"nounA nounB" or "nounB in nounA"

Dimitri Lee

Member
Chinese, Taiwan
Hello everyone.

"TV shows" : "shows in TV"

What's the difference between them? I have googled them and some other things like "supreme court cases", "grammar mistakes", "nounA nounB" always outnumbers. Why people tend to use it? Is there any case that "nounB in nounA" is prefered? Is "nounB in nounA" more formal?


Thanks
 
  • bartonig

    Senior Member
    UK English
    Dimitri Lee said:
    "TV shows" : "shows in TV"

    What's the difference between them? I have googled them and some other things like "supreme court cases", "grammar mistakes", "nounA nounB" always outnumbers. Why people tend to use it? Is there any case that "nounB in nounA" is prefered? Is "nounB in nounA" more formal?


    Thanks

    "TV shows" and "shows on TV" are both used. Noun compounding (as in TV show) is very common in English and has been for a few centuries. Other examples are computer screen, court case, grammar mistake, stock market, eye disease, sign writer, language forum, and mathematics teacher. Formality is not relevant to noun compounding.
     

    adán

    Member
    English, USA (California)
    I'm not quite sure how to answer your question. As a native I can tell you that you would hear someone say TV shows much more often than shows in (which as I've heard show actually be "ON") TV. In thinking about what order english places nouns in sentances the best I can come up with is we place the subject of "nounB" (as you put it) before it. For example a Horse Saddle or an envelope stamp. hope this helps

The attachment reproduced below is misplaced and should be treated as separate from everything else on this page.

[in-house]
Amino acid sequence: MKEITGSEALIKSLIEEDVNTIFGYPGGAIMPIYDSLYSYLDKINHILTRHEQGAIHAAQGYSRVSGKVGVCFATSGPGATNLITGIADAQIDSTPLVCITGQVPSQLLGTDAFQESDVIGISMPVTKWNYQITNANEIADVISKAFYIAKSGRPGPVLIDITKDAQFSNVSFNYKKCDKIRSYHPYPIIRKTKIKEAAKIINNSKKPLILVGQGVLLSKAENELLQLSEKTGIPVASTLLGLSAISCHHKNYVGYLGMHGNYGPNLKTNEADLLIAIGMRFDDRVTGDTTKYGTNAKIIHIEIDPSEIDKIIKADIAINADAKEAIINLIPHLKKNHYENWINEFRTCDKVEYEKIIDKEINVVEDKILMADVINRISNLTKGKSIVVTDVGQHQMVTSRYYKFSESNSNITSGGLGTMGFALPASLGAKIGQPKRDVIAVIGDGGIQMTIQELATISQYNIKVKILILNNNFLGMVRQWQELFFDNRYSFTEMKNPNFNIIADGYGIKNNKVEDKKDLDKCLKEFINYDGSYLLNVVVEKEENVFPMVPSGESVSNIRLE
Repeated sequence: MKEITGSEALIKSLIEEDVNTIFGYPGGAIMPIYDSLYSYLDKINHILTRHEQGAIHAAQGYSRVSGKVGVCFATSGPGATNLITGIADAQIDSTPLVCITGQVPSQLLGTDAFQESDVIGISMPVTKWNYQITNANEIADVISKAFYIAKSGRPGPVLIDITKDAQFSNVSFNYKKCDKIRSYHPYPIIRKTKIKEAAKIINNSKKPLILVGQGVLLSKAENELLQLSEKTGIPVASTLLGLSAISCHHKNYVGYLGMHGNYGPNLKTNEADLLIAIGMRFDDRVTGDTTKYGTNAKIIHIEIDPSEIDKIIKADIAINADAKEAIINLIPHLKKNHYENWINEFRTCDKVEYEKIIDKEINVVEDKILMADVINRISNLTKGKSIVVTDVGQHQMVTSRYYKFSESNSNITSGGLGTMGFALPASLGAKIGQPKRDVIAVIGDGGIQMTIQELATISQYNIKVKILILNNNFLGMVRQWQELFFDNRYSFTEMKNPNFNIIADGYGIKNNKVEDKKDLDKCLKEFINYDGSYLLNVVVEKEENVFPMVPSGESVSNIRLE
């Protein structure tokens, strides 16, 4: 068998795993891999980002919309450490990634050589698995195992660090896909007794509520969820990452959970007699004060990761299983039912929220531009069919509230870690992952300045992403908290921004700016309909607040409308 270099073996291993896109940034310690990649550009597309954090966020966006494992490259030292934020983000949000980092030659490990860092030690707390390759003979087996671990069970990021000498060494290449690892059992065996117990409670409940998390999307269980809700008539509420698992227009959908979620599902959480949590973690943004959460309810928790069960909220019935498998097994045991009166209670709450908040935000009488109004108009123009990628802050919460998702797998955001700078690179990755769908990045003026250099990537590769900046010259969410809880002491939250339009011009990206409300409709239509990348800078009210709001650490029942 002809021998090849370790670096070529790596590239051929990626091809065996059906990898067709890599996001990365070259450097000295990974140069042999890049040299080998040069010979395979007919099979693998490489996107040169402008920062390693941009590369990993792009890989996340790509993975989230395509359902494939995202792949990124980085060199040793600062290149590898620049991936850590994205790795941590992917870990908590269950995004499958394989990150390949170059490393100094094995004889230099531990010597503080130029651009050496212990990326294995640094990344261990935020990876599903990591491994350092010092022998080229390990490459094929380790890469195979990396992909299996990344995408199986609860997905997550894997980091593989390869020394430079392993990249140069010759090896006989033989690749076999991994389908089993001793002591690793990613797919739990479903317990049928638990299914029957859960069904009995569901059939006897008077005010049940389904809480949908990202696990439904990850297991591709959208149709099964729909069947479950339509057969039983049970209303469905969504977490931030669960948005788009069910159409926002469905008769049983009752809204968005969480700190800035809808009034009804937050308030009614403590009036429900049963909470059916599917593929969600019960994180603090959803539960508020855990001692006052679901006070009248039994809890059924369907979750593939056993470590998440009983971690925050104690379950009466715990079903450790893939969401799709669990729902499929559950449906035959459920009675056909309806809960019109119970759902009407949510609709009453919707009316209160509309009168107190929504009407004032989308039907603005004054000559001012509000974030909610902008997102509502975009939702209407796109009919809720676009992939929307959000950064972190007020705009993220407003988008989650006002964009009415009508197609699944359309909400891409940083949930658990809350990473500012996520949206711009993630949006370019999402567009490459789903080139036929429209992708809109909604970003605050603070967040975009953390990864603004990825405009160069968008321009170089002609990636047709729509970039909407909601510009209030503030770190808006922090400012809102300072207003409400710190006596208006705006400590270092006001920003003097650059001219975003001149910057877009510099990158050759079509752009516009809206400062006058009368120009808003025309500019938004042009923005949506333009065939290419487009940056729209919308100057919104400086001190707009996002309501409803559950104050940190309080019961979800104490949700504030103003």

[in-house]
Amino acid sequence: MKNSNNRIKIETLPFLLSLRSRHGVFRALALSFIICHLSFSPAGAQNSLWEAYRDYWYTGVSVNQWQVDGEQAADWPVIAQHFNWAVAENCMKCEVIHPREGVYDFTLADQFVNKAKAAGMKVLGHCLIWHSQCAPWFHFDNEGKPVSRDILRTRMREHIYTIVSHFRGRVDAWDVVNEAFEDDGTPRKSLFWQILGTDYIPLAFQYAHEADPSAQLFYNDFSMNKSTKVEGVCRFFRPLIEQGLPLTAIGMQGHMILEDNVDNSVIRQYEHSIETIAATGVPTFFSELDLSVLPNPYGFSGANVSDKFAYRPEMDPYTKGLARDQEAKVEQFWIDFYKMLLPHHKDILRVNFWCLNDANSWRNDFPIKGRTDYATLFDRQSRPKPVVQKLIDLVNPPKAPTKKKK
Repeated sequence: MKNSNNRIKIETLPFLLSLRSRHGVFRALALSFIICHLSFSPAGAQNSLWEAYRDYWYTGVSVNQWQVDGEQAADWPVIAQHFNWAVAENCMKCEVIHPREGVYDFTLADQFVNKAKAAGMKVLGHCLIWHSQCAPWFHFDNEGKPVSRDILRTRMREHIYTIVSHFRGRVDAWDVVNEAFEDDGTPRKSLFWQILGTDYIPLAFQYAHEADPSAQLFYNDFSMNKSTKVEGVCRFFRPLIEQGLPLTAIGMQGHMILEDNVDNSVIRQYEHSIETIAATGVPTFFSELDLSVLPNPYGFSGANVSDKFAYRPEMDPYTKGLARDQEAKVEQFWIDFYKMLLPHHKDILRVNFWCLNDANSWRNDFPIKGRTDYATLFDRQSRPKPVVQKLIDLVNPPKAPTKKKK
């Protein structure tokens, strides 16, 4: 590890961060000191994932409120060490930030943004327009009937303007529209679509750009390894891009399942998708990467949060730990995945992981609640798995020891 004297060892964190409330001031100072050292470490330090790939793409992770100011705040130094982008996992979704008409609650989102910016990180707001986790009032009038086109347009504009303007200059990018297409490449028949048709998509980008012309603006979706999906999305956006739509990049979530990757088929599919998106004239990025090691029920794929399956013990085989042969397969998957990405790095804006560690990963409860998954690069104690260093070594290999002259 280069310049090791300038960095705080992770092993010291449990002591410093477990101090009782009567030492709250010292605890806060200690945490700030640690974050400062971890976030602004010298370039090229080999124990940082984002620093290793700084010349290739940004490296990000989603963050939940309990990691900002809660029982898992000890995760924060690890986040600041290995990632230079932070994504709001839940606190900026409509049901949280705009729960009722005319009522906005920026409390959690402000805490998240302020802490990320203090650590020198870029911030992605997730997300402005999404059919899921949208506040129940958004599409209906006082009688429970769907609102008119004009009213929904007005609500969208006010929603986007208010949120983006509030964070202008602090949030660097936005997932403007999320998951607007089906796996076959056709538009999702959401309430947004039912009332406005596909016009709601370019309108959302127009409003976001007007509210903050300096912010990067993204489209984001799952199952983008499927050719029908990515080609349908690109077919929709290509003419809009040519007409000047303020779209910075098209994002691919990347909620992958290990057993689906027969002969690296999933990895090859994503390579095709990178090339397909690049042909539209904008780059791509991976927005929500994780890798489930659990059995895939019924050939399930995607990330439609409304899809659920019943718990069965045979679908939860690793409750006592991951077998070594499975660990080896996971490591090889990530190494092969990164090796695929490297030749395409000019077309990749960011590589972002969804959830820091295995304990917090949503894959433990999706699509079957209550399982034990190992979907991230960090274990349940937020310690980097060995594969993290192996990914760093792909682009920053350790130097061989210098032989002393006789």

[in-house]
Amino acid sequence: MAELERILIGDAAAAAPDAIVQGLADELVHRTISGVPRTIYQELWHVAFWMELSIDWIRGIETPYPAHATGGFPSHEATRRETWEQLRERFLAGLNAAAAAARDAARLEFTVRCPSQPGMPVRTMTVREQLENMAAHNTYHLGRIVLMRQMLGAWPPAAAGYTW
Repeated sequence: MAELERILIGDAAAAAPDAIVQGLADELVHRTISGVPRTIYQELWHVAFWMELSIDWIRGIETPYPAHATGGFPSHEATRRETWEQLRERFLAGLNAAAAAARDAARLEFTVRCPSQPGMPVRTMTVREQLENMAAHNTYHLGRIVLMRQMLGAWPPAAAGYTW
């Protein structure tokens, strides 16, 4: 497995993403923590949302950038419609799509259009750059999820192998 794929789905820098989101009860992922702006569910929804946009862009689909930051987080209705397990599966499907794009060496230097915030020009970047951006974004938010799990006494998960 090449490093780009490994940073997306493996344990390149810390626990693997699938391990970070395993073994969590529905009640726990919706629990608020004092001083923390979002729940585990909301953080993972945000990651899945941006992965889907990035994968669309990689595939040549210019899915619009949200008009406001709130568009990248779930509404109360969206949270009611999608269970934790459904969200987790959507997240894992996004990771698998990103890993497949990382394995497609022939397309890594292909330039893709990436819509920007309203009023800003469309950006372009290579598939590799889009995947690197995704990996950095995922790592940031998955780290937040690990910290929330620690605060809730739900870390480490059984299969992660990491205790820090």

french4beth

    Senior Member
    US-English
    In addition to the above:
    "TV shows" are only seen on tv.
    "Radio shows" are heard on the radio (or on-line).
    "Webcasts" can be broadcast on-line.
    For 'TV shows' - 'TV' is like an adjective; for 'shows on tv', 'tv' is where you'll see this show (as opposed to hearing them on the radio or seeing them in a webcast).
     

    nycphotography

    Senior Member
    American English
    french4beth said:
    In addition to the above:
    For 'TV shows' - 'TV' is like an adjective; for 'shows on tv', 'tv' is where you'll see this show (as opposed to hearing them on the radio or seeing them in a webcast).

    EXACTLY: In this case, the noun becomes an ADJECTIVE.

    House paint - paint used on houses
    house shoes - shows worn indoors
    house fly - flyes found in houses

    We can do this with almost ANY combination of nouns.
     
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